But just to give a bit of a more timeless example, so to speak, you know, we don’t use the word “thou” after about the 17th century. So if you want to try to figure out if Shakespeare could have written this particular passage, does it have the word thou in it? Then maybe. Does it not have that? Well, he probably used that given that he was, he was doing his thing before the 17th century.
And this sort of covariate drift where the sort of—the distribution of the latent features and X is changing over time, but the distribution of our output does not change over time, or if it does change over time, we use these other techniques—is really the core of where the SmartSplit technology helps us the most.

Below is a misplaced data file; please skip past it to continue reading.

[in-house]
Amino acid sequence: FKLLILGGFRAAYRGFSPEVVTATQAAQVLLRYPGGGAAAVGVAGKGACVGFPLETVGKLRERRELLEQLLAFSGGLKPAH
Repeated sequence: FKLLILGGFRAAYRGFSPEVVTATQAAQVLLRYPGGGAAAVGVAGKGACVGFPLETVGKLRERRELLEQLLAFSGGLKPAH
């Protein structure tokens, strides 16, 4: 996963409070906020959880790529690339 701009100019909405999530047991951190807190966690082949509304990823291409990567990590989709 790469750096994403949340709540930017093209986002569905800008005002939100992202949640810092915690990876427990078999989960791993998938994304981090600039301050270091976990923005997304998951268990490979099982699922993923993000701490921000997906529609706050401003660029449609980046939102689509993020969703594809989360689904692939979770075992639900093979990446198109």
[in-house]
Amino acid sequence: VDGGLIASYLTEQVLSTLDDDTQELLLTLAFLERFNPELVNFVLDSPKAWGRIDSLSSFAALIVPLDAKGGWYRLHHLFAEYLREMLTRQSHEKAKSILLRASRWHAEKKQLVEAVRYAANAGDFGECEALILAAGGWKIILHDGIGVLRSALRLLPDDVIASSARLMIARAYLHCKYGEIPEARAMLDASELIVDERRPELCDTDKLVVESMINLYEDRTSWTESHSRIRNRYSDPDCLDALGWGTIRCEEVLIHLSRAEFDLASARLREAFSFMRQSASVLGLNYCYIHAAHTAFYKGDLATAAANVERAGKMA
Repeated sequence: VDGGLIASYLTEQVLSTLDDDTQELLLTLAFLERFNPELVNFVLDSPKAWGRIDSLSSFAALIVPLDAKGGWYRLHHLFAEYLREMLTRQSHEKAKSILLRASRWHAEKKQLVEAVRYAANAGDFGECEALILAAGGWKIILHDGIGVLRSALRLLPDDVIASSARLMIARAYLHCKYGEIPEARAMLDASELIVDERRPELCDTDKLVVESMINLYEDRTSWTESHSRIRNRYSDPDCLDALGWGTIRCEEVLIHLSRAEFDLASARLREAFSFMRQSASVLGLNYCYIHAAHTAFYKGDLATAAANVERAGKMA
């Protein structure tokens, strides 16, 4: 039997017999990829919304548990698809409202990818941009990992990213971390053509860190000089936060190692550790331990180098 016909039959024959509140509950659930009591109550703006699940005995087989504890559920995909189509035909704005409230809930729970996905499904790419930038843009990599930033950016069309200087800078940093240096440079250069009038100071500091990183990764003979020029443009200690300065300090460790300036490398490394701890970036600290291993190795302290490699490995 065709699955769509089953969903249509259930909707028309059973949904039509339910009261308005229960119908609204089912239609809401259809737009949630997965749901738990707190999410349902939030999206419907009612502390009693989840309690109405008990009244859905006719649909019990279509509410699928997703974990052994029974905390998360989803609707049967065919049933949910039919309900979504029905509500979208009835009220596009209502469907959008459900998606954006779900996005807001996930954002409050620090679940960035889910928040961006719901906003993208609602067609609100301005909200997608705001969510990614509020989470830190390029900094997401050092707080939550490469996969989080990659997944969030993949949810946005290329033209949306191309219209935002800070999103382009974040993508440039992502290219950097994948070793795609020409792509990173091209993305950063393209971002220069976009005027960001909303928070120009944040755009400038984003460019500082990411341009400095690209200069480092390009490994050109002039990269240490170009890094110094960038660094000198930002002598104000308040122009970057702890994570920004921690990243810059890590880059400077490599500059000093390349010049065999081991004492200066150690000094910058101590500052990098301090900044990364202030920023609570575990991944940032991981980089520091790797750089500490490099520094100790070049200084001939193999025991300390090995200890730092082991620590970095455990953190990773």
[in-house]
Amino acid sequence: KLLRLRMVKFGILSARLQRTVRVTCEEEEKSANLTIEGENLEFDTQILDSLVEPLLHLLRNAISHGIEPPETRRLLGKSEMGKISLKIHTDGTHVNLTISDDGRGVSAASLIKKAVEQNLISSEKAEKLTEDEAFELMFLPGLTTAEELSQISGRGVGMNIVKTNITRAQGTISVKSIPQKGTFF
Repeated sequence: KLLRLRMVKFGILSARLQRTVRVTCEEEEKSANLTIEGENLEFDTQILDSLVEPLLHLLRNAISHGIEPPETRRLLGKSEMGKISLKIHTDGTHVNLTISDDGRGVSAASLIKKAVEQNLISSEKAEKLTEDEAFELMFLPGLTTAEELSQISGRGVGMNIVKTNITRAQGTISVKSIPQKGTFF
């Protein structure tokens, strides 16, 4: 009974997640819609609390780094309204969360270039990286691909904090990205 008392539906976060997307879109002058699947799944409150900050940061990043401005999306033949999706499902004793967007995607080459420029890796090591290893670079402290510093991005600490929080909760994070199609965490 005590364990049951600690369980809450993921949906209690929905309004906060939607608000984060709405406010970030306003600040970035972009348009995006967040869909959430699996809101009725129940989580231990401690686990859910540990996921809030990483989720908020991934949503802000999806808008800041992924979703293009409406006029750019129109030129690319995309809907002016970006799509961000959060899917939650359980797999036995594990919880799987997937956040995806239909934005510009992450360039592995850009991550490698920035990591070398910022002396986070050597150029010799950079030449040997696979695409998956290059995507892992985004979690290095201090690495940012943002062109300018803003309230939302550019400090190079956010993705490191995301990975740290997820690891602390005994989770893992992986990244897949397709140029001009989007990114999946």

So SmartSplit, at a high level, involves three steps. And again, just to frame this, our stated task here is that we have a data set that we want to divide up by some proportion.
Hopefully we’ve used survey statistics and—to make a wise decision in terms of what percentage of those examples we want in the training set, and for example, example, what percentage of the testing set, and if we’re doing a third validation set, the same holds.
But here we want to actually figure out okay, now which example should I put, which specific examples from the overall dataset should I put in my training and in my test set? And you know, can I do better than random sampling?